Hubrisa and Hamartia (Allies and Enemies), composite image, pigment print by Teresa Meier
About the Artists
Pat Horner, Collage Montage
Bowl of Fruit by Pat Horner, Mixed Media, Collage
Early in her career, Hudson Valley artist Pat Horner considered herself an artist doing photography. Later, she started to experiment with collage and mixed media, ultimately creating her personal style. Drawing on her imagination, memories, dreams and beliefs, she works with photographic images from family, nature, feminism and politics. For her, collage is a form of visual writing.
Strongly based on gender and most specifically, women, Horner’s collages/stories talk about relationships between the sexes, values, nature, war, history, fashion, indifference, blindness, and power. Horner looks for opportunities to construct oppositions and induce an emotional response. She believes that mixed media is the best common language to express her feelings and stimulate the viewer. In addition to using photographs in these works, several pieces in this exhibit have added texture using fabric, thread, digital reproductions, cut-outs and paint. This exhibition spans forty years of art-making.
Pat Horner’s work is in numerous private and public collections throughout the US including the Minneapolis Institute of Art and the Center of Photography at Woodstock. She has exhibited widely in the Hudson Valley, New York City, Minneapolis, Houston and Seattle. Her work has been published throughout the Hudson Valley and worldwide including: Aperture, Utne Reader, Chronogram, UNESCO, The Progressive, Tokuma Shoten (Japan). Horner has lived in Willow, NY since 1994.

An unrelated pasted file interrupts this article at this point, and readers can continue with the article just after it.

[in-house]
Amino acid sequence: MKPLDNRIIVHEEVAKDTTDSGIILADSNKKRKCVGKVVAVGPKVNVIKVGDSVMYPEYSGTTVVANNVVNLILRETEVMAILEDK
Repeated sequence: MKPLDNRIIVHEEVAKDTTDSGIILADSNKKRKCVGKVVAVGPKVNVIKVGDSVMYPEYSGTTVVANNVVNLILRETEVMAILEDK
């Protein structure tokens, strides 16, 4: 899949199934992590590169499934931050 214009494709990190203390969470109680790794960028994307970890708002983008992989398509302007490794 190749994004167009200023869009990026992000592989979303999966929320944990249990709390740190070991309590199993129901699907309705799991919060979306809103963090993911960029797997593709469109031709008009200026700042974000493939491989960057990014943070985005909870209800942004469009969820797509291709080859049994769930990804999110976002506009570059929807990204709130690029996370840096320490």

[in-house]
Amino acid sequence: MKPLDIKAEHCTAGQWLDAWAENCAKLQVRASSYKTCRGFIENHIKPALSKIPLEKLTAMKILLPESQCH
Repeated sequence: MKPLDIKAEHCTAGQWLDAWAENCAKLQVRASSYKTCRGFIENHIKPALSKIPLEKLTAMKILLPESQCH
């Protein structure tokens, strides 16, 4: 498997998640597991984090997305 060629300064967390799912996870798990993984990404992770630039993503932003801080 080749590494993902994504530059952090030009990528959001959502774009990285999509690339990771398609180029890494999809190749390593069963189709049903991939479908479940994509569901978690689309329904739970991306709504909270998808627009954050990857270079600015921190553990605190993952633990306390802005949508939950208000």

Astrid Reischwitz, Stories From the Kitchen Table
Vergissmeinnicht (Forget-me-not) by Astrid Reischwitz, photocollage, pigment print
For Astrid Reischwitz, “going home” means traveling a continent away to a village in northern Germany and her family’s old farmhouse. The house seems untouched by modern time, and sometime soon it will be left behind. When she visits, she absorbs the ingredients of home: the familiar flavors of dishes, the knick-knacks, garden flowers, fabrics, and worn kitchen tools that have been there for countless generations. Most of all, the essence of home for her is gathering around the kitchen table for a meal with family and friends to share stories old and new.
Reischwitz created “Stories from the Kitchen Table” to preserve and honor that fading way of life in her childhood home and to salute the generations of women who lived and worked under its roof. Connecting past and present, her composites include old family photos combined with fragments of her heritage. Her grandmother was a great influence. She was the keeper of local history and the family stories that were shared among women in “spin clubs,” gatherings for the purpose of spinning wool, stitching and doing needlework, “Stories from the Kitchen Table” transforms this tradition of storytelling into a visual journey.
Astrid Reischwitz’s series have appeared in numerous solo and featured exhibitions including: the Danforth Art Museum, Framingham MA; the Griffin Museum of Photography, Winchester MA; 555 Gallery, Boston MA; Soho Photo Gallery, NYC, Providence Center for Photographic Arts, RI and Sohn Fine Art Gallery, Lenox MA. Her photographs have appeared in juried group exhibitions throughout the US.